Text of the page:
Throughout the many years of developing games I have learned so much through trial and error. Hopefully, I can pass my knowledge to the young and aspiring developers so their journey can be less rocky.
So you have decided to make a game. Great, the indie community is currently booming and we are looking for more entertainment. Perhaps you will create the next Dwarf Fortress or Flow, but you must take baby steps. Do not aim to create a game that will receive national praise, having positive expectations are great but you must face reality. Not too many indie games receive the recognition that their developers desire, this market is saturated with numerous unique games, you would have to one-up quite a few developers.
So you have a decent grasp on the DM language and you feel as if you are ready to create a game. A great ideology to start with is to create a game that you would enjoy playing. Trying to gather information on what the majority wants is not the best route to take. Nor is trying to select a specific sub-genre, such as an action role-playing game, and then create your game word-by-word based on its definition. It is your game, do what you deem as fun. If your game turns out to not fit the exact definition of the initial genre you were aiming for, so be it. If you still enjoy playing your game, you have accomplished one of the many goals in developing a game.
But before you open Dream Maker and start programming away you should first setup a design guide. This design guide is a rough generalization of your game; it does not need every single feature you plan on implementing. Throughout the course of development, you will make many important decisions which may differ from your original plan. This is why you need to design a structure in which you may refer to every time you encounter a significant decision. It is never good to stray too far off from your design guide; you will end up lost at some point.
Now that you have a design guide, you should settle on which libraries would best fit your project. I suggest this because your design guide may require systems that may be quite difficult to create. If a library does not provide you with the system needed, nor do you posses the knowledge to create it yourself, a change in your current design structure is needed. Imagine how devastating it would have been if you got moderately far in your project and became stuck on an unsolvable problem.
You have a design guide fleshed out, your core systems are in place, now you need a map in which you can test these systems out. While creating your initial map, you should not over-generalize; objects can always be added in the near future. The goal is to place objects on the map and test out the numerous systems you have implemented. Bear in mind, you are currently developing a game, it is most likely in the pre-alpha state. The public should not have access to your game, thus there is no need to create a detailed map.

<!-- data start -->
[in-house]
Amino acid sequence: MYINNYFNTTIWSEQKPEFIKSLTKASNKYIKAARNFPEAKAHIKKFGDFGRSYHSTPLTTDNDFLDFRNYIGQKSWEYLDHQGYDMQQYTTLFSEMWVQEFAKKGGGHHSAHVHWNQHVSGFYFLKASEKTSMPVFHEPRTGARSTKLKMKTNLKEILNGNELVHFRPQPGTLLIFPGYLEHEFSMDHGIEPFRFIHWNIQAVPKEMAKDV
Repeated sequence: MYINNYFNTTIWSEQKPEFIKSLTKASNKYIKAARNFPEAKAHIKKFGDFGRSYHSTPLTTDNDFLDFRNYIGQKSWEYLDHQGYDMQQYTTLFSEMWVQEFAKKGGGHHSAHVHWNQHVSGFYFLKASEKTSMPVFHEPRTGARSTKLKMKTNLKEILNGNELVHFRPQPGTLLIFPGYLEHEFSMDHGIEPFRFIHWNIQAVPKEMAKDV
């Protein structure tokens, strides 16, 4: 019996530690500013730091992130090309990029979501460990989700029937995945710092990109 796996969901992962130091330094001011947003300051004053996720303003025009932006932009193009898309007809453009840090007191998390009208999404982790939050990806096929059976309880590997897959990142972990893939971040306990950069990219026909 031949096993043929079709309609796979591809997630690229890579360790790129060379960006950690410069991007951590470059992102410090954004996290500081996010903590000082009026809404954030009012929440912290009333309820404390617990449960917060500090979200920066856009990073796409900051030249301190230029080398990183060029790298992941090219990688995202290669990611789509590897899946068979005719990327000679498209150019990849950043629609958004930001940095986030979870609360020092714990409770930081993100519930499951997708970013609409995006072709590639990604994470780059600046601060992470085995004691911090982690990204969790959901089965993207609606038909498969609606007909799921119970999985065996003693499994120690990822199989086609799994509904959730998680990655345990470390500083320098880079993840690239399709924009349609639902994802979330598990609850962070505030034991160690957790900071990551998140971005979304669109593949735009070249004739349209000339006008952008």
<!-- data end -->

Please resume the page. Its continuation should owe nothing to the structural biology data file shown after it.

So your game is ready to be tested. You must keep in mind that first impressions often have high merit when it comes to games. No one enjoys playing an incomplete broken game, nor will they be willing to try future releases if the first impression was terrible. If your game is ready to be tested: play it yourself, give it to your good friends, test the mechanics you have implemented thus far, see if the game is fun. Gather the feedback and change everything that needs to be changed. If you find yourself frequently spacing out and surfing the web while playing your game then you have not accomplished your goal of creating a fun game. Go back to the drawing boards.
Once the tedious and time demanding process of testing is over and the overall feedback amongst your friends have been positive, you can look into implementing the type of features that do not necessarily need to be in the initial release. But most importantly, if your game is ready for the public's eye, try polishing it up. People want to play a game that looks and feels as if it was produced by a professional team. A game that reeks of poor grammar, clumsy controls, inconsistent graphics, poorly drawn out maps, and broken game mechanics is a huge turn off. As I have said, first impressions are crucial!
Do not try everything on your own, BYOND offers a wide variety of talents ranging from pixel artists to composers. When you are in your polishing stage, try acquiring such talent. Remember, take your time! Unless there is a set deadline, take as much time as you can to develop your game. You may work on your game on-and-off for years, but it will be worth it once the finish product has been released. But if you were to take any message from this post, make it the goal of creating a game that you would enjoy playing.